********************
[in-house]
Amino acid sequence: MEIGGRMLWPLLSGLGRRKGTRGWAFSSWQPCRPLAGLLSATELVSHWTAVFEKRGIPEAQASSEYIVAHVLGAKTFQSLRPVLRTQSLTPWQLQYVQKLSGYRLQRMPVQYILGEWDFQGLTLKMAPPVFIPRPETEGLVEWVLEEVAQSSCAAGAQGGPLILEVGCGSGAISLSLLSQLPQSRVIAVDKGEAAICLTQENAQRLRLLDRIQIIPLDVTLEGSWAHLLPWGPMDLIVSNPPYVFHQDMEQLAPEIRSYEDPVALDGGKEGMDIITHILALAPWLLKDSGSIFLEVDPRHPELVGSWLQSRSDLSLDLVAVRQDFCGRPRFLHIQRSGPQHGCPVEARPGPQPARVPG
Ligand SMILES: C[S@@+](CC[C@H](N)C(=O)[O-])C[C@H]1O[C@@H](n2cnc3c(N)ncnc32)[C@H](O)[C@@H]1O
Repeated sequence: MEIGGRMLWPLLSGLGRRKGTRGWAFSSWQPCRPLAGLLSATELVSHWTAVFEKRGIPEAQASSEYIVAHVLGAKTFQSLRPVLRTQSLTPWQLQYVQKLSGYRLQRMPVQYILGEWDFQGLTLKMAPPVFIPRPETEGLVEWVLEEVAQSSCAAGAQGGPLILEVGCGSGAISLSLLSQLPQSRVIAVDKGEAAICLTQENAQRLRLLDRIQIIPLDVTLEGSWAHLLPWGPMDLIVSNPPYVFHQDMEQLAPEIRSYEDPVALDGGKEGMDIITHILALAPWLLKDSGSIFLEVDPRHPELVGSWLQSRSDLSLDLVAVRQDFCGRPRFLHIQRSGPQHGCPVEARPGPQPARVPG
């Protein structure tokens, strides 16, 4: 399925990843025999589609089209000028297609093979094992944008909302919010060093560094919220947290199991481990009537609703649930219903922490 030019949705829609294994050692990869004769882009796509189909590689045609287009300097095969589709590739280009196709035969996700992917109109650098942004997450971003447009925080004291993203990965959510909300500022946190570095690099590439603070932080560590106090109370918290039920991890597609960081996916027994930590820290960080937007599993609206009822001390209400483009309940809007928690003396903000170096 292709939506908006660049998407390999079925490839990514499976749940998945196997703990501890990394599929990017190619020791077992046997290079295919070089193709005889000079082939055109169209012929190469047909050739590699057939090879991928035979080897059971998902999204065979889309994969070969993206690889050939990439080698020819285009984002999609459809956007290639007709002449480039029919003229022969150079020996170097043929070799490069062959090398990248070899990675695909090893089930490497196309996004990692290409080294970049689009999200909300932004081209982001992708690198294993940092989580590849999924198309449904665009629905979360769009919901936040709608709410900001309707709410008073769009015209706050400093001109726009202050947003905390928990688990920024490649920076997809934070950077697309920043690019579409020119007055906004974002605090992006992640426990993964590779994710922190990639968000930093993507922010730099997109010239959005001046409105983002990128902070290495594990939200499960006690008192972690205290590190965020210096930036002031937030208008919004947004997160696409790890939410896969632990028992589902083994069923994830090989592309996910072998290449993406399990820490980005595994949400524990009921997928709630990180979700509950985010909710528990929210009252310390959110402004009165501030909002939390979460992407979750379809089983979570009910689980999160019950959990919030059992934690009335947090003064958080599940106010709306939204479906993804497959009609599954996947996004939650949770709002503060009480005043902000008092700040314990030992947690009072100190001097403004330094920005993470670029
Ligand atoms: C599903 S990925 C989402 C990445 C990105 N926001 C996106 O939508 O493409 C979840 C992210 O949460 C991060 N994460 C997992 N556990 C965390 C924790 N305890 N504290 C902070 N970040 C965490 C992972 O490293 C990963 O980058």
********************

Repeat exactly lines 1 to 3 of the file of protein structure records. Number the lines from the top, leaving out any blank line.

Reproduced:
[in-house]
Amino acid sequence: MEIGGRMLWPLLSGLGRRKGTRGWAFSSWQPCRPLAGLLSATELVSHWTAVFEKRGIPEAQASSEYIVAHVLGAKTFQSLRPVLRTQSLTPWQLQYVQKLSGYRLQRMPVQYILGEWDFQGLTLKMAPPVFIPRPETEGLVEWVLEEVAQSSCAAGAQGGPLILEVGCGSGAISLSLLSQLPQSRVIAVDKGEAAICLTQENAQRLRLLDRIQIIPLDVTLEGSWAHLLPWGPMDLIVSNPPYVFHQDMEQLAPEIRSYEDPVALDGGKEGMDIITHILALAPWLLKDSGSIFLEVDPRHPELVGSWLQSRSDLSLDLVAVRQDFCGRPRFLHIQRSGPQHGCPVEARPGPQPARVPG
Ligand SMILES: C[S@@+](CC[C@H](N)C(=O)[O-])C[C@H]1O[C@@H](n2cnc3c(N)ncnc32)[C@H](O)[C@@H]1O